For your character Shakura Sumpter in Honk for Jesus, I wanted to ask about her having a different stance from [Regina Hall’s character] Trinitee, wherein Shakura is a co-pastor versus a pastor’s wife.
Yeah. She’s the new generation of the churches that we’re seeing, where it’s not just the male-dominated pulpit anymore. She can be there and even be a co-pastor, but sometimes she’s running a whole service. The community is ready for that change, especially because the other way, in some ways, wasn’t working. I think that that’s what’s really exciting, and it’s also reflective of what’s happening in Christian-dom. Over the pandemic, I was able to watch a lot of church online to research for this because people were doing their services via Zoom or on YouTube. I was just seeing a lot of that representation for women in the pulpit, and I think that makes a lot of sense.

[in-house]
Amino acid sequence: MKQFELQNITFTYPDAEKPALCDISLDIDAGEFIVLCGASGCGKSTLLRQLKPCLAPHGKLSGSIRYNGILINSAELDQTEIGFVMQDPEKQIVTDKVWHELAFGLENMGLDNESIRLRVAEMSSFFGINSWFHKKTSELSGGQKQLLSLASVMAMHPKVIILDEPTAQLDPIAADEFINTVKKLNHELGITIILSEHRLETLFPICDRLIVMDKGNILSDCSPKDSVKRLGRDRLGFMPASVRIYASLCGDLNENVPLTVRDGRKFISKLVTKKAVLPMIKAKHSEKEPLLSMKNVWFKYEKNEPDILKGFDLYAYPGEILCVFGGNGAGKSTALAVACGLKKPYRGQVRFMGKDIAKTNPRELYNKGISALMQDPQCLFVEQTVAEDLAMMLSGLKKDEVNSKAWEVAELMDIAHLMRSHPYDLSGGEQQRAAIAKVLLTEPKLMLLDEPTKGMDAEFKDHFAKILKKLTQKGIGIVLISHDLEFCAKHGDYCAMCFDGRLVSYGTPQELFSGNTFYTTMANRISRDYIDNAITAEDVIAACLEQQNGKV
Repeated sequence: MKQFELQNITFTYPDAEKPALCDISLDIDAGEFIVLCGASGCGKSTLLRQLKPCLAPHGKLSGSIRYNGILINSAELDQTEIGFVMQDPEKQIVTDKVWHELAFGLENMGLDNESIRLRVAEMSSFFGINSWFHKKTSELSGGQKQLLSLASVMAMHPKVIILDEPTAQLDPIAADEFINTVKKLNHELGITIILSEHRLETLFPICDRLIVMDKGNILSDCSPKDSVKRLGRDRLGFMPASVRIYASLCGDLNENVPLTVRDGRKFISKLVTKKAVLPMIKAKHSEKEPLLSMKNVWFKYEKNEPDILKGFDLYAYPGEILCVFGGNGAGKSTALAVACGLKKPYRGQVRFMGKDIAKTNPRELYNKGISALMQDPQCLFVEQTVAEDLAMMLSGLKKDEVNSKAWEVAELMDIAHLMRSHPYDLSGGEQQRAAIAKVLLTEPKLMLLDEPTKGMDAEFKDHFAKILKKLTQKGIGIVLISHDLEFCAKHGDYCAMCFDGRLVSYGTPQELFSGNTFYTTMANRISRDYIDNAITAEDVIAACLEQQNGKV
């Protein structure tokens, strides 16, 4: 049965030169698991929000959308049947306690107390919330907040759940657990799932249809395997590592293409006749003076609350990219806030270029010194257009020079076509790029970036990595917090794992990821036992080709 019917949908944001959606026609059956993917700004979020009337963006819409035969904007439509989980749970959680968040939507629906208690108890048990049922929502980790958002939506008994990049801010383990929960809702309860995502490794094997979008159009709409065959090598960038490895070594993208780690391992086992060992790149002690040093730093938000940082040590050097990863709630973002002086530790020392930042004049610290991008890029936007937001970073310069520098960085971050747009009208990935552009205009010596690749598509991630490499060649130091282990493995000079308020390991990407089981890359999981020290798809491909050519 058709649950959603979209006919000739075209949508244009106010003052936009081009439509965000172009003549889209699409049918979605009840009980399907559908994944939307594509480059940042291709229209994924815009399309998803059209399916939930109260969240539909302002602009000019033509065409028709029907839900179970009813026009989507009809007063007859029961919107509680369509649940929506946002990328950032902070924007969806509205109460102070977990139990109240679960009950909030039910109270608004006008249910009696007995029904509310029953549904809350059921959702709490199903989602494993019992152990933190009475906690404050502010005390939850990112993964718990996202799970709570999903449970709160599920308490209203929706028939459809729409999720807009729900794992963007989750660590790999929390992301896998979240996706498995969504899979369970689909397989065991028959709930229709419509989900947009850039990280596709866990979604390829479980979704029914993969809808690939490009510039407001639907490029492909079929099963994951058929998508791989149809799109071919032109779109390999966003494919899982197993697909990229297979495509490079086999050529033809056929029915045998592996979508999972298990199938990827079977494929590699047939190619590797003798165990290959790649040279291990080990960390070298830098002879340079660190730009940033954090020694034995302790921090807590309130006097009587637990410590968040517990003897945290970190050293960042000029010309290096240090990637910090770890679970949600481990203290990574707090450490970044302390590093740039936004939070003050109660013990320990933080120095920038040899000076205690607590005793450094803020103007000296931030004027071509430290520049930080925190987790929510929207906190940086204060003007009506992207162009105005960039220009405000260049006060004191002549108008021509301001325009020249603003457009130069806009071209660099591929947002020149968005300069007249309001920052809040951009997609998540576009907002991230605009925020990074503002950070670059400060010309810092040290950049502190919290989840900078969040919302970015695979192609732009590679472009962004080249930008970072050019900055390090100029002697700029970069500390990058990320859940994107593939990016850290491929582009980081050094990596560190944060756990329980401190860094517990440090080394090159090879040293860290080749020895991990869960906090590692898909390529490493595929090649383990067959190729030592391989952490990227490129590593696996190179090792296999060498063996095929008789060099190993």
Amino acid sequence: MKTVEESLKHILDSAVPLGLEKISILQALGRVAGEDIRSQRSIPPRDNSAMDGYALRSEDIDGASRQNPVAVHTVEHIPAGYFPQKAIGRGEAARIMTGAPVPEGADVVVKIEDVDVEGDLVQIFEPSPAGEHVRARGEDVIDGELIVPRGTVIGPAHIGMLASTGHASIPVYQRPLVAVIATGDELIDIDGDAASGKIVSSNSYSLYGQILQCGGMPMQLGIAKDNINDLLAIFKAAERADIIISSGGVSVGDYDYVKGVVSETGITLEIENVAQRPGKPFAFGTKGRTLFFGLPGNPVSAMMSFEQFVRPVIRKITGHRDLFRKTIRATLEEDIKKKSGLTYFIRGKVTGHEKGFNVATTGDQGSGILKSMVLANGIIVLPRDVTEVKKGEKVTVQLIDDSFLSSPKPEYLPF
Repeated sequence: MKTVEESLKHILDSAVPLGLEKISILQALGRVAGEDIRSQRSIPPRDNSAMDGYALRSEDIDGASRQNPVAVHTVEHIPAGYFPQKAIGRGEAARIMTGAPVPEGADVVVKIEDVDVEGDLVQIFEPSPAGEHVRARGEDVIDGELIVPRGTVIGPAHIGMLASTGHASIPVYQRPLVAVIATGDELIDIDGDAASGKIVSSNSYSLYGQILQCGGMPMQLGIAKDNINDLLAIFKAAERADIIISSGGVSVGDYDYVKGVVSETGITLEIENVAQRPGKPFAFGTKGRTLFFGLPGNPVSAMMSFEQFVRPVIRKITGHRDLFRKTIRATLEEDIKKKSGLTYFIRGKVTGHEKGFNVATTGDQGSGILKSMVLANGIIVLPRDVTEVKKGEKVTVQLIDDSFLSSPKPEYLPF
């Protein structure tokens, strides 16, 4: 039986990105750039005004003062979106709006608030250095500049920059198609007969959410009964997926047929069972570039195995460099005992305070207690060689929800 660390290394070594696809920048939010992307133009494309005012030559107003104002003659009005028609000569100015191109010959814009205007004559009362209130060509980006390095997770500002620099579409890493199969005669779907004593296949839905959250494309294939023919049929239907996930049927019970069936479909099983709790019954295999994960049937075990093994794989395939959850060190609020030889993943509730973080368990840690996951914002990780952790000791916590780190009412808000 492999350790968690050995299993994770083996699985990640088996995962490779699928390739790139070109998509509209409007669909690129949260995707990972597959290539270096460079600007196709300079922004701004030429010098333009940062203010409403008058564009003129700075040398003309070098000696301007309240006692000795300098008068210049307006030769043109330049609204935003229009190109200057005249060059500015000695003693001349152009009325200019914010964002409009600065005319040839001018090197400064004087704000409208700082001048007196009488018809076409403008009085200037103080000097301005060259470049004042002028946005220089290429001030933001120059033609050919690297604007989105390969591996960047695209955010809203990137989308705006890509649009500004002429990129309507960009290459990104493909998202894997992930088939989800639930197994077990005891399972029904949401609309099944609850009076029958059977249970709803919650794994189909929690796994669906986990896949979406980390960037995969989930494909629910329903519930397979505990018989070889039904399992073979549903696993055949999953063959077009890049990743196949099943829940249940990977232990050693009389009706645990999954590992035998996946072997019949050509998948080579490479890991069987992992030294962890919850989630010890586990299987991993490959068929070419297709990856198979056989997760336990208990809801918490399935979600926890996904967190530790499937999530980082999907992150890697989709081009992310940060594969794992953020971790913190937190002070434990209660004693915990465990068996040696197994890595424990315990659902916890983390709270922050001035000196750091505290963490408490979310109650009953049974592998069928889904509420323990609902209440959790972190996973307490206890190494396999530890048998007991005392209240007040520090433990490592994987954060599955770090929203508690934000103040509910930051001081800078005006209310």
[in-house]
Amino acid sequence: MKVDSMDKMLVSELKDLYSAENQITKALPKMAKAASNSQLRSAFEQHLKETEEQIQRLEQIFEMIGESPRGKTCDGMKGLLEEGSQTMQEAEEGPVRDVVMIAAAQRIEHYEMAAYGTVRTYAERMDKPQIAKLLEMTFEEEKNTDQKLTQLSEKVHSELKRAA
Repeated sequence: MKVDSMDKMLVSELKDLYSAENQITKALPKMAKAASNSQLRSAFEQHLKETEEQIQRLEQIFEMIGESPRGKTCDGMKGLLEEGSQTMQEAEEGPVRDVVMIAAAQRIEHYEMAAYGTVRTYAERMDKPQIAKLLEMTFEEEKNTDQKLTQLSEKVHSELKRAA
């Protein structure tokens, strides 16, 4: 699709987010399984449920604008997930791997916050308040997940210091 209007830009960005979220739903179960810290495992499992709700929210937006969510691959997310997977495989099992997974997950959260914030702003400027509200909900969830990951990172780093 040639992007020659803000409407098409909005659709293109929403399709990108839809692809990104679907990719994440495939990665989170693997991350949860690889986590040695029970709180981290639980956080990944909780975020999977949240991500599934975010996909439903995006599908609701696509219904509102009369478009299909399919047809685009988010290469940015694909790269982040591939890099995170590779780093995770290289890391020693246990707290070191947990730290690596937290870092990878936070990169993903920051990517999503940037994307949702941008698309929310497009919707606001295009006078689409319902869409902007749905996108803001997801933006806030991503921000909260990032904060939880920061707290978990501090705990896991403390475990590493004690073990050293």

With Trinitee, she’s got a really old-fashioned setup, but you can feel a longing in her for more. You can feel the level of responsibility and burden that she has where she’s doing just as much, but not getting that respect in the same way. That difference between them is really interesting.
Would you like to do more comedy like Honk for Jesus in the future?
Absolutely. I would love to do more comedy, with the right project. I really love a lot of different types of genres, and there’s so much interesting content happening right now, too. I love sci-fi and fantasy.
I have to ask, especially since you brought up sci-fi. I’m not sure if you’re at all active on Twitter, but every couple months or so, your monologue from your episode of Black Mirror will pop up, and it’s always a love fest. I was wondering if you had ever seen any of that.